From Gustav Mahler: Memories and Letters, by Alma Mahler, page 77. Chapter: Splendid Isolation, 1905
Diary: January 27. Concert yesterday: Zemlinsky – Schoenberg (the first performance of Schoenberg’s Pelleas and Melisande). My surmise was correct. Zemlinsky, in spite of his many thoughts and charming inspirations, in spite too of his imposing knowledge, has not the strength of Schoenberg, who for all his wrong-headedness is a very original fellow. The audience kept leaving in droves and slamming the doors behind them while the music was being played. There were whistles and cat-calls as well. But for us two his talent was beyond question.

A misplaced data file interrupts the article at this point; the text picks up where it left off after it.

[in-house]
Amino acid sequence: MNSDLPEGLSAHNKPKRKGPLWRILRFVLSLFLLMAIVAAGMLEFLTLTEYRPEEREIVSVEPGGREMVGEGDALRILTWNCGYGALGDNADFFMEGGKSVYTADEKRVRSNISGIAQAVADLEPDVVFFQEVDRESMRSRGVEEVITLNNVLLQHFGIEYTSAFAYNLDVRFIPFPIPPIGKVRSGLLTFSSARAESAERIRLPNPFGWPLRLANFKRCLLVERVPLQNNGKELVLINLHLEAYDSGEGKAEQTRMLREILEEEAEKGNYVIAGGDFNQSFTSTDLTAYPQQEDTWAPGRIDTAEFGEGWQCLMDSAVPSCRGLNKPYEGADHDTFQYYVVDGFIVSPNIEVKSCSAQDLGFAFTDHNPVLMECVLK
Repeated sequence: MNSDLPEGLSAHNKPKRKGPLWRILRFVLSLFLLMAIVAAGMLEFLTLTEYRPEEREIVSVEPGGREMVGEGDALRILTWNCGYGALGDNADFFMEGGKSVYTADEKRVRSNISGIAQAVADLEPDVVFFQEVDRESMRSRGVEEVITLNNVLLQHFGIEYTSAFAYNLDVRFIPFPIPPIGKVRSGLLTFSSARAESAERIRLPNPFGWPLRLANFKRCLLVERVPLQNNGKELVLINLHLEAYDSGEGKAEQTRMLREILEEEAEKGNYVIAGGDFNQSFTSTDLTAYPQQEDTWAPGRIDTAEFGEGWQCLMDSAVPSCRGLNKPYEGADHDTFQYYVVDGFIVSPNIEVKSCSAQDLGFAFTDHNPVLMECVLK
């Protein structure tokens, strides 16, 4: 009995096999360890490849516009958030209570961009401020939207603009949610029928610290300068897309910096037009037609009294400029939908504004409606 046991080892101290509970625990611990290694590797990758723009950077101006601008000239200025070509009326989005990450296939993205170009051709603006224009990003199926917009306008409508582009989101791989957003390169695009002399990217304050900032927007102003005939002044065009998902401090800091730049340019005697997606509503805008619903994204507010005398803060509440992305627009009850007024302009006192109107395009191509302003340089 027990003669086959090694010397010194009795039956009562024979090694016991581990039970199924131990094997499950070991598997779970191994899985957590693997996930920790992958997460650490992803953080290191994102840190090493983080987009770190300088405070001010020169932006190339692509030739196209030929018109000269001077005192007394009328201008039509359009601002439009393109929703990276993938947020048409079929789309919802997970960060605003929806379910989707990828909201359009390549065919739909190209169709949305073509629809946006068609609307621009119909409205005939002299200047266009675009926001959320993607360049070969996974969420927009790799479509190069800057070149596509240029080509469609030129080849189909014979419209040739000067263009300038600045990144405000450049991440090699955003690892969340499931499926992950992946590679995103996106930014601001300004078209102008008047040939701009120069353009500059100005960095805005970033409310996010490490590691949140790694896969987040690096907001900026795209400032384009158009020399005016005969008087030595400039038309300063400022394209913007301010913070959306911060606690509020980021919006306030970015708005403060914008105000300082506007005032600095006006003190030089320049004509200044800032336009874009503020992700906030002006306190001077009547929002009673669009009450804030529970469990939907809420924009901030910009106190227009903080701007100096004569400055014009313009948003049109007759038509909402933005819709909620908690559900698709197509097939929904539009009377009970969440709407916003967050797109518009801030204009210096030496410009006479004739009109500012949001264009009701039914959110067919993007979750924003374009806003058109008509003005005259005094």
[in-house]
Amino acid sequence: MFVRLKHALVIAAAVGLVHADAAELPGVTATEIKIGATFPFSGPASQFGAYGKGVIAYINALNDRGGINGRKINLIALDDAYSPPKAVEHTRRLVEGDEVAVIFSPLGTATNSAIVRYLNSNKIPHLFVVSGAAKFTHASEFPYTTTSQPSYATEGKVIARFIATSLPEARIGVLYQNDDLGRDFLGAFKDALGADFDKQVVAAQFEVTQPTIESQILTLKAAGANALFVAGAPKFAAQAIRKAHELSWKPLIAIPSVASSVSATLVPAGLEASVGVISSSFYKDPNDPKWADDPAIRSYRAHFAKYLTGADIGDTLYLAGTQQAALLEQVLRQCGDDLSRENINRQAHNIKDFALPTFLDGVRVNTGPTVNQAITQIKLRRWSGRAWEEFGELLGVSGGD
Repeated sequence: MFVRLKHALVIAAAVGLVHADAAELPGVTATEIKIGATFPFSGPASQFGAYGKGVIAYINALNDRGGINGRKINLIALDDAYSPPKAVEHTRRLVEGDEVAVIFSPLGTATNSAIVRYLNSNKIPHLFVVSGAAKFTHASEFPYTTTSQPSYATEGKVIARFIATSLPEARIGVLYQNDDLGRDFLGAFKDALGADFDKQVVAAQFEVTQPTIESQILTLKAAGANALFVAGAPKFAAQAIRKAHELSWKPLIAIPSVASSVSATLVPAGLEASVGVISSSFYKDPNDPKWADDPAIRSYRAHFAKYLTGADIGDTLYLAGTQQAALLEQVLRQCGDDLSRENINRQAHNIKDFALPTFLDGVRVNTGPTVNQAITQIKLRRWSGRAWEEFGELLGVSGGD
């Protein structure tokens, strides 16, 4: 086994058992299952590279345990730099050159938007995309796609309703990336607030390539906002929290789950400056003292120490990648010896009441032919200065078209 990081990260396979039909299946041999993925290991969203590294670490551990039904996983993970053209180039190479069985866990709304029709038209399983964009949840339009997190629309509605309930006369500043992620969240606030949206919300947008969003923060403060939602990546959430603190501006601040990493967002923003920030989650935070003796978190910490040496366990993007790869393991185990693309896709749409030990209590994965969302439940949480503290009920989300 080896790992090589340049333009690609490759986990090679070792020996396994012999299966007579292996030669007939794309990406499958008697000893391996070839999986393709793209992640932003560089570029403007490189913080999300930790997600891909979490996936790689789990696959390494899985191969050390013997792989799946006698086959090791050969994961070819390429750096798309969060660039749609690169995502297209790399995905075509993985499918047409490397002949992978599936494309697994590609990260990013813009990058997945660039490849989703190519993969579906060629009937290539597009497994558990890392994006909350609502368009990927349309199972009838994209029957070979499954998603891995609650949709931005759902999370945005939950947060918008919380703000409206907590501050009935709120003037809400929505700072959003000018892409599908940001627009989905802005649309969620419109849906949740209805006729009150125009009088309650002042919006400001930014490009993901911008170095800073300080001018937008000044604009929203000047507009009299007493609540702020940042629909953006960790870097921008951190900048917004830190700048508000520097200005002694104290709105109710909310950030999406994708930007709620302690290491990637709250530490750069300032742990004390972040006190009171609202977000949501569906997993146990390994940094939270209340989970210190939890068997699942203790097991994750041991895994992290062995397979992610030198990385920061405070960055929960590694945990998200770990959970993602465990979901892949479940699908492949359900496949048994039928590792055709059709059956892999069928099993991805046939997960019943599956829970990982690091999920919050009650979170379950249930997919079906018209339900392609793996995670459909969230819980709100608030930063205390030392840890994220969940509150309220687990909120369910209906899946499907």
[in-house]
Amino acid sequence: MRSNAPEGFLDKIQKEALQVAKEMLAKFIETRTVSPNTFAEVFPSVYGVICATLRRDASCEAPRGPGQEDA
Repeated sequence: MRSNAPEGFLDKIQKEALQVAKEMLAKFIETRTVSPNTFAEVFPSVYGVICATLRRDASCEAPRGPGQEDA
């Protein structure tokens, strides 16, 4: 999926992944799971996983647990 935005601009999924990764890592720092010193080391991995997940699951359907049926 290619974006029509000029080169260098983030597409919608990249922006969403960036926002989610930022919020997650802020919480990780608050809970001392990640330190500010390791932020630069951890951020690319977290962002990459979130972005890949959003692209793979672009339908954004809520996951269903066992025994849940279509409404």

When I was twenty Zemlinsky taught me in composition, and through him I got to know his pupil, Schoenberg. He used to say when I confessed my lack of sympathy with Schoenberg: ‘You wait. The world will talk of him before long.’ In those days I could not work up any belief in him. But Zemlinsky, who was at first Schoenberg’s teacher, later became his pupil. Nobody who entered the charmed circle of Schoenberg’s spirit could resist his intellectual pre-eminence or the force of his logic.